#61: American McGee’s Alice
“A dark interpretation of Alice In Wonderland” is not a phrase anyone wants to hear, but this game’s alright regardless
Initial release: 2000
Developer: Rogue Entertainment
Late 90s pop culture is perhaps best defined as “for people who took Johnny the Homicidal Maniac seriously.” There’s an aesthetic to stuff marketed to edgy kids in their teens and early twenties at the time that’s instantly recognizable, and American McGee’s Alice is no different. While I don’t think it’s accurate to call American McGee the Tim Burton of video games, there’s no denying a direct stylistic influence from the likes of Nightmare Before Christmas to American McGee’s Alice, and the success of Alice meant that McGee has tried to replicate the style occasionally. American McGee’s Alice (yes, that’s the whole title) is a monument to the millennial mallgoth zeitgeist: themes of mental illness, violence and despair in a twisted, sinister take on the classic Alice in Wonderland stories. It’s honestly a surprise that Tim Burton didn’t just rip this game off for his own Alice film.
Taking the motto of “we’re all mad here” literally, the game presents a shattered Wonderland as symbolic of Alice’s psyche after being the only survivor of a fire that killed her family. She spends a decade in an asylum completely shut down while fighting a battle in her mind. When the game begins, she’s nearly an adult, and has pulled together just enough of her identity to wander through Wonderland again, but it’s now a twisted, oppressive dictatorship under the rule of the Red Queen, who has seemingly merged with the Queen of Hearts.
What follows is a middling third person platformer, with design conventions common to FPS games of the era (American McGee got his start with id Software after all) and slathered in junior high goth crap.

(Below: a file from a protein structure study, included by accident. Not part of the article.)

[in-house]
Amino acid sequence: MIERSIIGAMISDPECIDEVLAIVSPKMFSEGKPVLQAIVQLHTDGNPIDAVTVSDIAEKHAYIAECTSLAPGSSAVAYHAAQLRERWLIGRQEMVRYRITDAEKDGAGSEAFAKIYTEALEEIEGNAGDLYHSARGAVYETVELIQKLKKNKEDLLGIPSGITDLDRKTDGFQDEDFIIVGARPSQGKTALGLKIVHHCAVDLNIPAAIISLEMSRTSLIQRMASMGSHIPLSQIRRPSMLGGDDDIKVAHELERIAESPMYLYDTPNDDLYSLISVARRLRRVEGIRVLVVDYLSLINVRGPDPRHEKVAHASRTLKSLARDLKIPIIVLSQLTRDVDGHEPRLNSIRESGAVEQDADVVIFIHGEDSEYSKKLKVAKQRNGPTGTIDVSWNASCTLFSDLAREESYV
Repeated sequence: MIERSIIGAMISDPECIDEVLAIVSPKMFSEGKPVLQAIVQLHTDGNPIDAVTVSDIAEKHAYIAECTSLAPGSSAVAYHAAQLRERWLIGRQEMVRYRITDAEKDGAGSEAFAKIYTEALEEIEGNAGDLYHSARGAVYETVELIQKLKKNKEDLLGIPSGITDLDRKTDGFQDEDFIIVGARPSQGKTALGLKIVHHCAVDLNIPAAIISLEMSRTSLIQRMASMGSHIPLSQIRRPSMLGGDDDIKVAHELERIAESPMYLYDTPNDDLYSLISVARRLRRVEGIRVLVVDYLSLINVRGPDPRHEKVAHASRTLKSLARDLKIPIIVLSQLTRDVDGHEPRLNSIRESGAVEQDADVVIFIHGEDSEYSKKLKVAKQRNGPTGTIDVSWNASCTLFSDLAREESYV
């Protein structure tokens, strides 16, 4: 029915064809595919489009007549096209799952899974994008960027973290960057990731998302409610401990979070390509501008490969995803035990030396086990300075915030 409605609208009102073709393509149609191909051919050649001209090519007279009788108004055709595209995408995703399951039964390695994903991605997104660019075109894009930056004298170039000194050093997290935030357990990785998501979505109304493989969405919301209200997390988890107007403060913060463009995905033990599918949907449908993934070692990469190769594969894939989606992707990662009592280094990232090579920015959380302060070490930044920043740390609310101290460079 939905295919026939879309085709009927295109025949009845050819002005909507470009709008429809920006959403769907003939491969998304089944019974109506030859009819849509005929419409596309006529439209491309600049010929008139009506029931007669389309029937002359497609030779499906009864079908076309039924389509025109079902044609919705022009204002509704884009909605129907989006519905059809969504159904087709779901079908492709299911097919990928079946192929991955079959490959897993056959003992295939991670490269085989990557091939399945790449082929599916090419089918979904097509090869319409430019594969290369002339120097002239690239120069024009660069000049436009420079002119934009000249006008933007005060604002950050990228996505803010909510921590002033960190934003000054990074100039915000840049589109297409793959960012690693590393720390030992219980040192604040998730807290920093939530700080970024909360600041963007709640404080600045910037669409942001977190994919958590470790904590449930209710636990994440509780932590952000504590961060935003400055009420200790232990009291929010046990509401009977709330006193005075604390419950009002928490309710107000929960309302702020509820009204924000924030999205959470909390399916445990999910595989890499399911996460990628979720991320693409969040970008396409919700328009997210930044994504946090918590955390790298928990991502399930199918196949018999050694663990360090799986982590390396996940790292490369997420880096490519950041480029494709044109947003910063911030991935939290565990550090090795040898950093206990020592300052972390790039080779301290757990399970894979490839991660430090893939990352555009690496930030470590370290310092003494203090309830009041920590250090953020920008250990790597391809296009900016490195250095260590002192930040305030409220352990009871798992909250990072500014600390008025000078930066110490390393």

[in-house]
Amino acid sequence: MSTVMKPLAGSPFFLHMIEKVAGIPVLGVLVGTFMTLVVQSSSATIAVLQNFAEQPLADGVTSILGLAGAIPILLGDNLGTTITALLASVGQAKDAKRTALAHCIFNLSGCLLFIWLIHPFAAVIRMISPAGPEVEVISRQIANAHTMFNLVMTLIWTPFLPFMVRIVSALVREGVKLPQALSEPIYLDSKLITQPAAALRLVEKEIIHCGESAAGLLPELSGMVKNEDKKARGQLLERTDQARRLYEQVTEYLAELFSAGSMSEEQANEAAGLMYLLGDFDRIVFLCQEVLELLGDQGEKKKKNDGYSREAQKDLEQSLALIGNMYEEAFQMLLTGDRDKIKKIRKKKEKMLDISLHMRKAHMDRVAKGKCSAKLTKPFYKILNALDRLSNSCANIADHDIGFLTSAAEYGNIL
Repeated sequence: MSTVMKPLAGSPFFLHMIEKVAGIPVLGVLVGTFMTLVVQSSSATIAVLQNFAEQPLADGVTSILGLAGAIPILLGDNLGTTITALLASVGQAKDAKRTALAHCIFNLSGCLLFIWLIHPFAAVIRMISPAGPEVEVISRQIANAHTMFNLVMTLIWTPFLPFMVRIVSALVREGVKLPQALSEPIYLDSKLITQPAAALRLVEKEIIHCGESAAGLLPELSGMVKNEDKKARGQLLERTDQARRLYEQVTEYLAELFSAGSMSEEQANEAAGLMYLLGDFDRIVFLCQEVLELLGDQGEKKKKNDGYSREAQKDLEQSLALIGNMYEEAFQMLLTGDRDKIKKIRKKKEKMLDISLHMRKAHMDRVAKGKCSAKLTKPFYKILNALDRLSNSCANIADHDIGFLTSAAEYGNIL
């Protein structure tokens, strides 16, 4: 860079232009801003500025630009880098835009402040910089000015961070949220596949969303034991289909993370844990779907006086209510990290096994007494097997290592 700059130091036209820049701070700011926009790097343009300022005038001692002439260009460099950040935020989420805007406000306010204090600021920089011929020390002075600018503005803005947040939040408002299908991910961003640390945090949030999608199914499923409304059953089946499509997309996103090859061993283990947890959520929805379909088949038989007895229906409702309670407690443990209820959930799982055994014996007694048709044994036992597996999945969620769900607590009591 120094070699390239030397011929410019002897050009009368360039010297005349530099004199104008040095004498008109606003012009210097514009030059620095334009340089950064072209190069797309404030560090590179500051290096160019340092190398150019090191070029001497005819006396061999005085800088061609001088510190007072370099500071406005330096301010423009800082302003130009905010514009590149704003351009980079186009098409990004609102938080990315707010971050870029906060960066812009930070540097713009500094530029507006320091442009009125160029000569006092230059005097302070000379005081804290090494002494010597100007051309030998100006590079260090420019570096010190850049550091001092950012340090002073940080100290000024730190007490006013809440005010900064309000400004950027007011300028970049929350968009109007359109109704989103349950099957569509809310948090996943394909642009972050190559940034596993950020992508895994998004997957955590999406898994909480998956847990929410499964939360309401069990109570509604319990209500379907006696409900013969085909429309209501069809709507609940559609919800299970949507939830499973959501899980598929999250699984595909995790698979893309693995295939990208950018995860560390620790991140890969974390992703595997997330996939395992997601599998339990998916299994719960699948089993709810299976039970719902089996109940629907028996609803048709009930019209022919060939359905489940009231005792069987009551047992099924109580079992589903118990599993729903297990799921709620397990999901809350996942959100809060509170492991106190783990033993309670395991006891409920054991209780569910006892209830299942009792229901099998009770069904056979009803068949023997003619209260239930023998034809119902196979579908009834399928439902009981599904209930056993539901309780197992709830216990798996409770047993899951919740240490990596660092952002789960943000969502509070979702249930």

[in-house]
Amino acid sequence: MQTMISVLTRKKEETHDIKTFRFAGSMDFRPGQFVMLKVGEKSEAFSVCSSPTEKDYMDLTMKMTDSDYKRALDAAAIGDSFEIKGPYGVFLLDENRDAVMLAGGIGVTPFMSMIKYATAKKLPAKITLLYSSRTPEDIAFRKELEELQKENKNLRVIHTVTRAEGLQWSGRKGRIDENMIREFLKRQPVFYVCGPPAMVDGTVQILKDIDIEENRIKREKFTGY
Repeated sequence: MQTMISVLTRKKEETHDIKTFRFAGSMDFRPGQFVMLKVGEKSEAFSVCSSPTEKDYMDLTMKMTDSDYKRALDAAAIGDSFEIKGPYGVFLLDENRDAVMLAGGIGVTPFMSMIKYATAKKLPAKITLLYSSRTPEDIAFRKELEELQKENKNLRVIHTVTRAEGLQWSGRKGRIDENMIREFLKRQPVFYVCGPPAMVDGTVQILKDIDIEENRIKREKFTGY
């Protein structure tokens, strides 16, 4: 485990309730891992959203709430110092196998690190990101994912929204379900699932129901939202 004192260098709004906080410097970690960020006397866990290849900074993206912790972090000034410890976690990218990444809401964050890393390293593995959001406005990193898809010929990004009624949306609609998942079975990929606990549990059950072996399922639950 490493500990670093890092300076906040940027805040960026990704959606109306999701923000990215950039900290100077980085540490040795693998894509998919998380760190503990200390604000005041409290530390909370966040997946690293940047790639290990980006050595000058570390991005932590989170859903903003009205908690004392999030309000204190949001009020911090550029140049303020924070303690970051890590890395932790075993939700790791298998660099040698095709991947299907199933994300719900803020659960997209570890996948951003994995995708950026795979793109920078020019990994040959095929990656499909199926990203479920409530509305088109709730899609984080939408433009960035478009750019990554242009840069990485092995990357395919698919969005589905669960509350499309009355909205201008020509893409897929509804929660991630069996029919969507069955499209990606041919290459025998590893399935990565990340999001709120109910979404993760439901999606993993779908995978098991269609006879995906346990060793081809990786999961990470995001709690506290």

Okay, that’s a little unfair. This kind of aesthetic has not aged well at all and I find it incredibly cringey, but I’ll cop to the fact that it’s a relatively unique look for games of the time, and unlike many FPS games of the era, the aesthetic stayed consistent throughout. The level design is mostly linear, but it reminds me quite a bit of the two Castlevania games for the Nintendo 64 in that there’s a bit of a different gameplay conceit in most of the stages. The latter half of the game, however, eventually chucks out all pretense and reverts to a more straightforward approach as you’re assaulting the queen’s castle. It’s also really obvious that this game was designed by people who cut their teeth on the likes of Doom and Quake. Like Iikka Keränen, for example — many of the later levels had detailing that reminded me of the Doom deathmatch mod Gothic DM, which he had previously worked on. If I had to pick out the worst level, it’s probably “Pool of Tears,” which is a teeth-gritting mess of having to ride a leaf down a stream while annoying little fish bastards attack you constantly. There’s also a later level where the mirror maze gimmick, initially interesting, quickly wears out its welcome.
Also like traditional FPS games, you’re armed with a full hyperspace arsenal of weaponry inspired by Lewis Carroll’s writings that uses a single source of ammo, “willpower.” On lower difficulties willpower will refill, which helps.
The controls will take some getting used to. Late 90s FPS engines were not really suited to platforming (hello, Xen from Half-Life) and the floatiness of the Quake III Arena engine means you’ll often just walk right off ledges without meaning to. While the HD release that’s included in copies of Alice: Madness Returns comes with full controller support, if you’re playing on PC it’s probably still better to just stick to mouse and keyboard for that reason. Though be warned: while if you own Alice: Madness Returns on XBox 360 or PlayStation 3, the HD version of American McGee’s Alice is already bundled with it, but there doesn’t seem to be any way to get the game on PC anymore through legal means. Previously you could get it if you bought the Alice Complete Collection on Origin, but even that seems to no longer exist.
The real treat of this game (aside from Chris Vrenna’s sinister-playroom-of-doom soundtrack) is the voice acting. None of the voice cast are well known, except possibly Roger Jackson, the voice of the Cheshire Cat (and Mojo Jojo on Powerpuff Girls.) I can’t really say enough how great the voice acting is. At a time when voice acting was still mostly considered an afterthought, American McGee’s Alice is on par with the likes of Thief or Metal Gear Solid. It really is an unsung gem in that regard.
All in all, while I can’t really say the game has aged well in aesthetic or gameplay, it’s not a BAD game — it’s a relatively amusing 8–10 hours with some fun levels and great voice acting. Maybe next time we’ll get that Strawberry Shortcake game.